From the acclaimed author of Flygirl and the bestselling author of Code Name Verity comes the thrilling and inspiring true story of the desegregation of the skies.
In the years between World War I and World War II, aviation fever was everywhere, including among Black Americans. But what hope did a Black person have of learning to fly in a country constricted by prejudice and Jim Crow laws, where some previous Black aviators like Bessie Coleman had to move to France to earn their wings?
American Wings follows a group of determined Black Americans: Cornelius Coffey and Johnny Robinson, skilled auto mechanics; Janet Harmon Bragg, a nurse; and Willa Brown, a teacher and social worker. Together, they created a flying club and built their own airfield on Chicago’s South Side. As the U.S. hurtled toward World War II, they established a school to train new pilots, teaching both Black and white students together and proving, in a time when the U.S. military was still segregated, that successful integration was possible.
Complete with black-and-white photographs throughout, American Wings brings to light a hidden history of pioneering Black men and women who, with grit and resilience, battled powerful odds for an equal share of the sky.
Praise for American Wings:
“Accessible and buoyant . . . A fascinating, well-told American story full of compelling innovation.” —Kirkus Reviews
“An enlightening account of notable Black American aviators and the issues that they confronted during their careers.” —Booklist
“This beautiful and brilliant history of not only what it means to be Black and dream of flying but to, against every odd, do so, completely blew me away. Kudos to Smith and Wein for believing in the importance of history and passing it on.” —Jacqueline Woodson, National Book Award Winner for Brown Girl Dreaming
“A barnstorming, barrel-rolling, loop-the-loop history of the Black American pilots who defied racism and gravity in equal measure. American Wings soars!” —Alan Gratz, New York Times bestselling author of Refugee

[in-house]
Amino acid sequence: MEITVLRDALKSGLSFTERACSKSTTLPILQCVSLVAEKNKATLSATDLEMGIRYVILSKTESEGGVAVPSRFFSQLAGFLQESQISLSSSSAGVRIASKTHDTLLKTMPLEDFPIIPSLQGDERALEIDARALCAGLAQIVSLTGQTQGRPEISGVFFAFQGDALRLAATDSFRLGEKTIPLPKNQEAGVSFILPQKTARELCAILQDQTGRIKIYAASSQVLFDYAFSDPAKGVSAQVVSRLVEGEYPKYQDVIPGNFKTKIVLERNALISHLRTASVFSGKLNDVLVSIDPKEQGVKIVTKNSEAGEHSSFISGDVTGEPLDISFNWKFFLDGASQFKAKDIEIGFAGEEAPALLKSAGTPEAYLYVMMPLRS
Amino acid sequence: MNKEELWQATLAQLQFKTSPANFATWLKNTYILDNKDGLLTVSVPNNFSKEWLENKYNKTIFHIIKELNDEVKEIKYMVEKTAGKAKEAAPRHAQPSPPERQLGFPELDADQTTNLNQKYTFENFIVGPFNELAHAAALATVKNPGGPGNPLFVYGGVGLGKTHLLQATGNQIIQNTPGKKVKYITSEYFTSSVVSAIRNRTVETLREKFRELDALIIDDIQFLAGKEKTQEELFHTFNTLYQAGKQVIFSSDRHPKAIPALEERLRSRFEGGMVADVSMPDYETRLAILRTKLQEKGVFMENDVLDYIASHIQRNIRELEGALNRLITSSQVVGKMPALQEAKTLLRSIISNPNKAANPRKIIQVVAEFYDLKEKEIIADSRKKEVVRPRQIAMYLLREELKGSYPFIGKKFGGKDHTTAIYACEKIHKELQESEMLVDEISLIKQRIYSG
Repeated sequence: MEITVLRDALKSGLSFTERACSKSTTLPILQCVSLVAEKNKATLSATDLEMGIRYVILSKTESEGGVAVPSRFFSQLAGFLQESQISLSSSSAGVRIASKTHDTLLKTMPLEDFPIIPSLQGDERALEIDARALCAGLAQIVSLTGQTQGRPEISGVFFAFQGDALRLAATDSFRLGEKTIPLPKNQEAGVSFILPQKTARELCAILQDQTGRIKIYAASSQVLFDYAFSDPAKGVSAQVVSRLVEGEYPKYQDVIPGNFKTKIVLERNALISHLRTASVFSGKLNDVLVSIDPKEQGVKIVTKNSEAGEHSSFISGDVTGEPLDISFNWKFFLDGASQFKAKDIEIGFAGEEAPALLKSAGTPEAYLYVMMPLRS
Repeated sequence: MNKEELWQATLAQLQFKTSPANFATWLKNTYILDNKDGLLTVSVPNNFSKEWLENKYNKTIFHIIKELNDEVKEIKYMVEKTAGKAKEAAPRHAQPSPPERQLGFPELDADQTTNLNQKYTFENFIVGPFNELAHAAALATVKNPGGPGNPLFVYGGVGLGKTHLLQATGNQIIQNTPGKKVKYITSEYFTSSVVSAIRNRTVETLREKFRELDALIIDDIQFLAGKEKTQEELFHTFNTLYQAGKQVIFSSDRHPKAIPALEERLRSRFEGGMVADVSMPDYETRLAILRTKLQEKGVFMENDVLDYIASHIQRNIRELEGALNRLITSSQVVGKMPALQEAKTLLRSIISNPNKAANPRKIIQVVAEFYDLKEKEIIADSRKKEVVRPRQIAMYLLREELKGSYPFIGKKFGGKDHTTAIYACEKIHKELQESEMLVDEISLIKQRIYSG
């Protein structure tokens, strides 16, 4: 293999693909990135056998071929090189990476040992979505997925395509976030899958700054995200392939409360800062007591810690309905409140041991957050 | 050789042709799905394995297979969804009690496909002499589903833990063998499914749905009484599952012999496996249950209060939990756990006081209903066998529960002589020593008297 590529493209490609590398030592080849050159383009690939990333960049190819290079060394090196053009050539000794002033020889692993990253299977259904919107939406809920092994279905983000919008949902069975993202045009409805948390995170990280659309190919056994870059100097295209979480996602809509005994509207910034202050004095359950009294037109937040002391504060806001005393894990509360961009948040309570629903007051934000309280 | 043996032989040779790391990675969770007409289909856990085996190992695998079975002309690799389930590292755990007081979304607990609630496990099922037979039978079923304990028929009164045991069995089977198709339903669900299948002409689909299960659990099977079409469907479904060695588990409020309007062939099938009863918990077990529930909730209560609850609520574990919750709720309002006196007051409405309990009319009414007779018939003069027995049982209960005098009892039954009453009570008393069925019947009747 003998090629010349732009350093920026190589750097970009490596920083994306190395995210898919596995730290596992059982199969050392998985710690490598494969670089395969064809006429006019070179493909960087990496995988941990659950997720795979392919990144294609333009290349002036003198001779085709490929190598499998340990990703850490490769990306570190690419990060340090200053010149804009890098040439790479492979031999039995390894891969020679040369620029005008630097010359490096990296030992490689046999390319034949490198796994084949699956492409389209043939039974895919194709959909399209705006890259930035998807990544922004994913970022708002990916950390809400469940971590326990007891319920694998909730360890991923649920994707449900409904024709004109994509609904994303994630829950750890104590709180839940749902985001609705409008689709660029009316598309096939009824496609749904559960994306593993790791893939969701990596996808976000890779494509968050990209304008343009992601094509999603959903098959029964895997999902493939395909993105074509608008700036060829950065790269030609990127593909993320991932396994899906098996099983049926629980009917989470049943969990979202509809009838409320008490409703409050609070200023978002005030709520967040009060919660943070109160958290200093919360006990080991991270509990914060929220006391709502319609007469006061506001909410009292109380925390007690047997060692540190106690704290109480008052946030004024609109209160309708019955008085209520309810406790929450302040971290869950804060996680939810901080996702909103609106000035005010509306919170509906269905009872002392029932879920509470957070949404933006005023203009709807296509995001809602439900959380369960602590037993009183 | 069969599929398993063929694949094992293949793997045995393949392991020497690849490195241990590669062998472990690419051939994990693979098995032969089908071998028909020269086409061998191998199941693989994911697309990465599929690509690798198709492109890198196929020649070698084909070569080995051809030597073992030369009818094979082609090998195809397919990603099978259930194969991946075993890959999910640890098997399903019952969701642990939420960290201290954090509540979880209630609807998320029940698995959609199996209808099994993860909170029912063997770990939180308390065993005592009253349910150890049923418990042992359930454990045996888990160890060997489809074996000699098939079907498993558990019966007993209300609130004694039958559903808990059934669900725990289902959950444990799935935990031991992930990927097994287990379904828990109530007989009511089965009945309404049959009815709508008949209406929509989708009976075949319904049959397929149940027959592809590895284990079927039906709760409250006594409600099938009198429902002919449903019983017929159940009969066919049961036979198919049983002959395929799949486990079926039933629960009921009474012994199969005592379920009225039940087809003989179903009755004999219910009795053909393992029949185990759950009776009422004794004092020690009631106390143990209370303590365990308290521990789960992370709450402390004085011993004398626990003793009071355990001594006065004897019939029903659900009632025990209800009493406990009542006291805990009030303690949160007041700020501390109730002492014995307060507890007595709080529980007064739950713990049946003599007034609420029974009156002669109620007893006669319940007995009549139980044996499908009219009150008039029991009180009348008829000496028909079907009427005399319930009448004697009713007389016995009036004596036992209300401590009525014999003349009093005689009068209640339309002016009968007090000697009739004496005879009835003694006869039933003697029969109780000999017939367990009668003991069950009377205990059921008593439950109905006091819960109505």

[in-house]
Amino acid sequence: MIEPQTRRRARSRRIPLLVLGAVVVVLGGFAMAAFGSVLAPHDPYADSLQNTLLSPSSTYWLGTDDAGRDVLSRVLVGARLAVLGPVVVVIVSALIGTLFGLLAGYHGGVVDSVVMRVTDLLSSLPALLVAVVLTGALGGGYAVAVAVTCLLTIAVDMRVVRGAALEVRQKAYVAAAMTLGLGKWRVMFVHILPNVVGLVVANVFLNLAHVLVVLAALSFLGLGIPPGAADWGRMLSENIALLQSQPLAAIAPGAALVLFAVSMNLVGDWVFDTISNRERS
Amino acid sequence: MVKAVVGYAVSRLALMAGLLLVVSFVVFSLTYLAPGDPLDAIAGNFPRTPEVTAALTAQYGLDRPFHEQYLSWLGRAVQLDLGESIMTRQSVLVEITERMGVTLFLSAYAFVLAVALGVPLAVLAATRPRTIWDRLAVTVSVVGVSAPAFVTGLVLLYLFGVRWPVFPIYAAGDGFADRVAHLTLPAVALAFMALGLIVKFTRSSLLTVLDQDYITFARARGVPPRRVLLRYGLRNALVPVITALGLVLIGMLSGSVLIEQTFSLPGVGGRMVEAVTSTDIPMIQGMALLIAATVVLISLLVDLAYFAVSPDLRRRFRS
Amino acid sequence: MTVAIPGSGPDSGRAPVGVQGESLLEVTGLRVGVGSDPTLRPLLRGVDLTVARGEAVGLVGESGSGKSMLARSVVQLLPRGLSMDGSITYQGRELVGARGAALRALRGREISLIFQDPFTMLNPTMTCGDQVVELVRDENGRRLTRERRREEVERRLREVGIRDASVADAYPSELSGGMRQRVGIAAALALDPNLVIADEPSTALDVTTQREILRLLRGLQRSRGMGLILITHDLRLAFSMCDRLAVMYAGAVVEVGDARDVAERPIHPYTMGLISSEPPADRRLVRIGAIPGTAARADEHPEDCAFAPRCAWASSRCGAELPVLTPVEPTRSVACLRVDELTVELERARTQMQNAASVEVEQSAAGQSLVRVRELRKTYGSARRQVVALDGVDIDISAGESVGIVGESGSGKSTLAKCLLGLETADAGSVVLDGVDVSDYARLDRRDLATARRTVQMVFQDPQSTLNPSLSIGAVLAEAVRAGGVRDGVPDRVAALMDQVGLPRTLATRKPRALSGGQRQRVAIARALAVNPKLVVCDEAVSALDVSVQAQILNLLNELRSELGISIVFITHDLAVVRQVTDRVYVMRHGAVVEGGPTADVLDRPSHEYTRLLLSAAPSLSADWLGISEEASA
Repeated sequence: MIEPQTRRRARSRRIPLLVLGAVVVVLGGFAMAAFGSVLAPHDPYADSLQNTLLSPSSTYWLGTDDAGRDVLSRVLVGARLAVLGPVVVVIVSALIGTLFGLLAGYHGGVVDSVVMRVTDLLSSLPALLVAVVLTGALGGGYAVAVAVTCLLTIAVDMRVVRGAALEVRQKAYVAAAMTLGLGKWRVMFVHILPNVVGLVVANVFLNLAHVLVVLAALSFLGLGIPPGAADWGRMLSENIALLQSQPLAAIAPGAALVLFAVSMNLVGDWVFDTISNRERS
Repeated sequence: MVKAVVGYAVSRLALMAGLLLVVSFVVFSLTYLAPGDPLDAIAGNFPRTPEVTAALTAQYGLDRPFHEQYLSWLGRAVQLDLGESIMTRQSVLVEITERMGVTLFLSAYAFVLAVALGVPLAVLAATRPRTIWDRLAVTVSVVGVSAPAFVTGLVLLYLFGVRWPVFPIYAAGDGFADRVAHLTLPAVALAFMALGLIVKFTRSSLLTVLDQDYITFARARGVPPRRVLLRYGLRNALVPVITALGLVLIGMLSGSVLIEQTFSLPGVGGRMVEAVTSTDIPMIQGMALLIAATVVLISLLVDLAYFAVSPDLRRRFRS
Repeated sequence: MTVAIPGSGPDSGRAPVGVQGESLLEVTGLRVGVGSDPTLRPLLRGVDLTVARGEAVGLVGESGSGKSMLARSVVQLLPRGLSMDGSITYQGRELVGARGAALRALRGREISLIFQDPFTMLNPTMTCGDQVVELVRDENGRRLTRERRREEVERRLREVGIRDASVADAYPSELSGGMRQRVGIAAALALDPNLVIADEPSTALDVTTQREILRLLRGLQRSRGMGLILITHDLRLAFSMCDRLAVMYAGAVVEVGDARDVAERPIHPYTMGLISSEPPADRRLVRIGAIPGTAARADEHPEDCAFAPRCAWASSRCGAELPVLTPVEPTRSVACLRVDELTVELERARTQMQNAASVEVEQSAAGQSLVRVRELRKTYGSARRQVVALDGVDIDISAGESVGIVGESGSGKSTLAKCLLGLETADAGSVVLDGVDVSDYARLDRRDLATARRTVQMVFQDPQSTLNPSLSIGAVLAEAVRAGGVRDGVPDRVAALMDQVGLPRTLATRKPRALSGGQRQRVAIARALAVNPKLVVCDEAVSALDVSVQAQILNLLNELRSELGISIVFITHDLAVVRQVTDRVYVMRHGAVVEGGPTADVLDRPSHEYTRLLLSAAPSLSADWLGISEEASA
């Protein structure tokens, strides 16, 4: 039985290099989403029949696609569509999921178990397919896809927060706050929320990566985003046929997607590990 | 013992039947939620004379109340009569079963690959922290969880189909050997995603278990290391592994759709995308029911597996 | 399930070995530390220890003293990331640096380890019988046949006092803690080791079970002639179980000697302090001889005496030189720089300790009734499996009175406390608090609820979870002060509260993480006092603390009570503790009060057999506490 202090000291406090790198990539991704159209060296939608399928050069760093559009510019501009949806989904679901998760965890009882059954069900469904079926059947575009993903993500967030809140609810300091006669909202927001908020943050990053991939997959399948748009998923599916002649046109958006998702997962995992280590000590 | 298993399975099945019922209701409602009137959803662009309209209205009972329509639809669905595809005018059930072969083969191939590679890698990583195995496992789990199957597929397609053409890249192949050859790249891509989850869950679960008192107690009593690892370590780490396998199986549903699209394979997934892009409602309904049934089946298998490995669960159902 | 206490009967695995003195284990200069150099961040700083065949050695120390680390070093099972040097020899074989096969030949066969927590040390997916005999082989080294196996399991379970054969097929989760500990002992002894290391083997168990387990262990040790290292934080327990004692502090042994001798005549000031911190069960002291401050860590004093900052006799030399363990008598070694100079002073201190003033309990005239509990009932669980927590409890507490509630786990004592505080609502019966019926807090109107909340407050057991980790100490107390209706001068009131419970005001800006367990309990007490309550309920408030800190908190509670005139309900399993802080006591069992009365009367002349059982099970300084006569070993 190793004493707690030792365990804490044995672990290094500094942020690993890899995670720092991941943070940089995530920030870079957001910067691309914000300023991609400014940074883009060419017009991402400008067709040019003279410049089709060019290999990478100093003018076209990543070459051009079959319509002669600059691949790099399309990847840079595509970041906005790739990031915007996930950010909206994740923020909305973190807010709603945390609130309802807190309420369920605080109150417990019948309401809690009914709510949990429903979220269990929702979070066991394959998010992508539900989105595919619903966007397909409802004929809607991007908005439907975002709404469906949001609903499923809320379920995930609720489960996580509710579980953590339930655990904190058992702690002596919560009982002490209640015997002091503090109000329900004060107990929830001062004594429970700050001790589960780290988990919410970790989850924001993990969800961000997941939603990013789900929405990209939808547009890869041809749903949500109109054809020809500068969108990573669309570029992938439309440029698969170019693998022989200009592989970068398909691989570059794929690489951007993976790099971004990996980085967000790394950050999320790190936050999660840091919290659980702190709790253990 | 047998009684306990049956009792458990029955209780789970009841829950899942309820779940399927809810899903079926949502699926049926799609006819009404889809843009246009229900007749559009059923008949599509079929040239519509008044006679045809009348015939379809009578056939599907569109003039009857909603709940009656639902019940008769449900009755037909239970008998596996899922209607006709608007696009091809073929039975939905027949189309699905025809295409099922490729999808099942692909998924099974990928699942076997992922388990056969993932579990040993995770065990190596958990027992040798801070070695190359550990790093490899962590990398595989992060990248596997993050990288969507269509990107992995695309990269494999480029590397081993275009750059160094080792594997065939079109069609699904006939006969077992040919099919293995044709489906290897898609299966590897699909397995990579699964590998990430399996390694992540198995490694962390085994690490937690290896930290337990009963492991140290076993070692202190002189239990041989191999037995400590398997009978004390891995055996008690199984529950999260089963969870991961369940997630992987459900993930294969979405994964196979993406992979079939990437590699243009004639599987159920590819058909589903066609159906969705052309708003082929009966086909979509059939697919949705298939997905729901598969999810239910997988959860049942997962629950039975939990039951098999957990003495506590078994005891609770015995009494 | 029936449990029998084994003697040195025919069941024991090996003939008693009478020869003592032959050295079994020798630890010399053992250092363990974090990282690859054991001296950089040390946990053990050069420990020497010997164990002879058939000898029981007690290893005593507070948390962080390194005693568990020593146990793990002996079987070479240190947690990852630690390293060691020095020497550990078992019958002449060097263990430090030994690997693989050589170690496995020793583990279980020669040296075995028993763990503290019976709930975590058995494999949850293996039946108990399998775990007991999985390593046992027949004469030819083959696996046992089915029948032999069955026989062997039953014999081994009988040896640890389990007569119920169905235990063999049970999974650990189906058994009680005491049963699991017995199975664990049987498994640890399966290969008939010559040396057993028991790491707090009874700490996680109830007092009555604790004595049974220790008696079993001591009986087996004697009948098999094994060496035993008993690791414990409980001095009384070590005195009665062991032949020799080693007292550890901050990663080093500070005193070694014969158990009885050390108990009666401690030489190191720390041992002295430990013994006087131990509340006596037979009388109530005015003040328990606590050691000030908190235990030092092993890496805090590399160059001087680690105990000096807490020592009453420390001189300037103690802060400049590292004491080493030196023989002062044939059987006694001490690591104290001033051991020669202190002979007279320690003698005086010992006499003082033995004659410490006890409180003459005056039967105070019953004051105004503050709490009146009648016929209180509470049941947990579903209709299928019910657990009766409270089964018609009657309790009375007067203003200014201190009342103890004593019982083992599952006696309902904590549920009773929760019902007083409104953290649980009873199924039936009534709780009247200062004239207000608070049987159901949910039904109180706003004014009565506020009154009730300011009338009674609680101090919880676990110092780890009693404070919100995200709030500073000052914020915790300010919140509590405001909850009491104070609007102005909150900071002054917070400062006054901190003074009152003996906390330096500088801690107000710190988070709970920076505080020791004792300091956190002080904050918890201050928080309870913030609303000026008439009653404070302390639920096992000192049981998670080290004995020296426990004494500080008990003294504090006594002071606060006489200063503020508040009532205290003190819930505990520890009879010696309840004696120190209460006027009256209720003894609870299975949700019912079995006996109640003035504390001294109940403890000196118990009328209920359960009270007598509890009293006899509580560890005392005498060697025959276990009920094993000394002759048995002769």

“A fascinating, well-researched history of the birth of Black aviation in the twentieth century. Smith and Wein have perfectly captured the challenging and thrilling journeys of these inspiring aviators from Chicago. I loved every page.” —Brandy Colbert, award-winning author of Black Birds in the Sky: The Story and Legacy of the 1921 Tulsa Race Massacre
“Smith and Wein pack this story with daring aerial adventures and pilots whose love of flying and refusal to be denied practically soar off the page!” —Steve Sheinkin, author of the Newbery Honor Book and National Book Award Finalist Bomb
“Hidden within a romp about daring-do aviators is the story of America: the barriers it created for some of its citizens, the people who worked to tear them down, and how the country was propelled toward equal rights for all.” –Monica Hesse, bestselling author of Girl in the Blue Coat
“Thanks to Smith and Wein’s eye-opening, page-turning, often disquieting, but always compelling narrative, we can now return these remarkable, long unsung African American aviation pioneers to our collective American memory where they’ve always belonged.” —Candace Fleming, author of The Rise and Fall of Charles Lindbergh, winner of the YALSA Award for Excellence in Nonfiction
Pages: 384 Pages
Publisher: Penguin Young Readers Group
Imprint: G.P. Putnam's Sons Books for Young Readers